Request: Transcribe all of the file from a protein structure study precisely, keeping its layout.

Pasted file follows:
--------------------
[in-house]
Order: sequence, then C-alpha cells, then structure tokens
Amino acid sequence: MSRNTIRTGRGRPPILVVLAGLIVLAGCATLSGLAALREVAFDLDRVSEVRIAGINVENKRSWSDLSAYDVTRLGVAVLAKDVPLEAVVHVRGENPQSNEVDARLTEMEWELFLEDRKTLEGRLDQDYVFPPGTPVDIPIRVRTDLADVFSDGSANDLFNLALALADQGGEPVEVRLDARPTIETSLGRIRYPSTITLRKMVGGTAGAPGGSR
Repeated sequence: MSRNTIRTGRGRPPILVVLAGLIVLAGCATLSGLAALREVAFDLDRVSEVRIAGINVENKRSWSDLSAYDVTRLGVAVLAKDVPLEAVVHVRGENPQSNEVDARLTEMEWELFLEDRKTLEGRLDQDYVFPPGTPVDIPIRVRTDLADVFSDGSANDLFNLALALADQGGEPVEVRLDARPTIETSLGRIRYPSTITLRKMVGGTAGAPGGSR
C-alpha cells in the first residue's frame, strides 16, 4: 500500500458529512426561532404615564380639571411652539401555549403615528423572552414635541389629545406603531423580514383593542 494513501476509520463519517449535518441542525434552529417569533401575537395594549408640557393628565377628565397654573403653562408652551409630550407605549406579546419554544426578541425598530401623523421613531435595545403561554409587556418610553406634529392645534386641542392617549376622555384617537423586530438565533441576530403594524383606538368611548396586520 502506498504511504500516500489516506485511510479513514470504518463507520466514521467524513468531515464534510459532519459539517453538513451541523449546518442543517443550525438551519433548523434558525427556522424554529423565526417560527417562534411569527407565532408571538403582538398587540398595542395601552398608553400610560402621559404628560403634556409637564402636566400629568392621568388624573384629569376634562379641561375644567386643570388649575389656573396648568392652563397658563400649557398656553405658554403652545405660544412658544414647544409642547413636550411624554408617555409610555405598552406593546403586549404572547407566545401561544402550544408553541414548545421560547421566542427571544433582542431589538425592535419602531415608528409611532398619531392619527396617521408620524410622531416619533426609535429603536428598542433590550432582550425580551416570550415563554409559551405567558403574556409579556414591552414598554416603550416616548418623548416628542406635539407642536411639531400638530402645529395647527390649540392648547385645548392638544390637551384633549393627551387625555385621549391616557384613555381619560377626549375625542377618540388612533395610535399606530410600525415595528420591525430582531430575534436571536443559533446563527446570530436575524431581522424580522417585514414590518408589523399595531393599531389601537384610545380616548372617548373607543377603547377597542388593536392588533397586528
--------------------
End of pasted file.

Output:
[in-house]
Order: sequence, then C-alpha cells, then structure tokens
Amino acid sequence: MSRNTIRTGRGRPPILVVLAGLIVLAGCATLSGLAALREVAFDLDRVSEVRIAGINVENKRSWSDLSAYDVTRLGVAVLAKDVPLEAVVHVRGENPQSNEVDARLTEMEWELFLEDRKTLEGRLDQDYVFPPGTPVDIPIRVRTDLADVFSDGSANDLFNLALALADQGGEPVEVRLDARPTIETSLGRIRYPSTITLRKMVGGTAGAPGGSR
Repeated sequence: MSRNTIRTGRGRPPILVVLAGLIVLAGCATLSGLAALREVAFDLDRVSEVRIAGINVENKRSWSDLSAYDVTRLGVAVLAKDVPLEAVVHVRGENPQSNEVDARLTEMEWELFLEDRKTLEGRLDQDYVFPPGTPVDIPIRVRTDLADVFSDGSANDLFNLALALADQGGEPVEVRLDARPTIETSLGRIRYPSTITLRKMVGGTAGAPGGSR
C-alpha cells in the first residue's frame, strides 16, 4: 500500500458529512426561532404615564380639571411652539401555549403615528423572552414635541389629545406603531423580514383593542 494513501476509520463519517449535518441542525434552529417569533401575537395594549408640557393628565377628565397654573403653562408652551409630550407605549406579546419554544426578541425598530401623523421613531435595545403561554409587556418610553406634529392645534386641542392617549376622555384617537423586530438565533441576530403594524383606538368611548396586520 502506498504511504500516500489516506485511510479513514470504518463507520466514521467524513468531515464534510459532519459539517453538513451541523449546518442543517443550525438551519433548523434558525427556522424554529423565526417560527417562534411569527407565532408571538403582538398587540398595542395601552398608553400610560402621559404628560403634556409637564402636566400629568392621568388624573384629569376634562379641561375644567386643570388649575389656573396648568392652563397658563400649557398656553405658554403652545405660544412658544414647544409642547413636550411624554408617555409610555405598552406593546403586549404572547407566545401561544402550544408553541414548545421560547421566542427571544433582542431589538425592535419602531415608528409611532398619531392619527396617521408620524410622531416619533426609535429603536428598542433590550432582550425580551416570550415563554409559551405567558403574556409579556414591552414598554416603550416616548418623548416628542406635539407642536411639531400638530402645529395647527390649540392648547385645548392638544390637551384633549393627551387625555385621549391616557384613555381619560377626549375625542377618540388612533395610535399606530410600525415595528420591525430582531430575534436571536443559533446563527446570530436575524431581522424580522417585514414590518408589523399595531393599531389601537384610545380616548372617548373607543377603547377597542388593536392588533397586528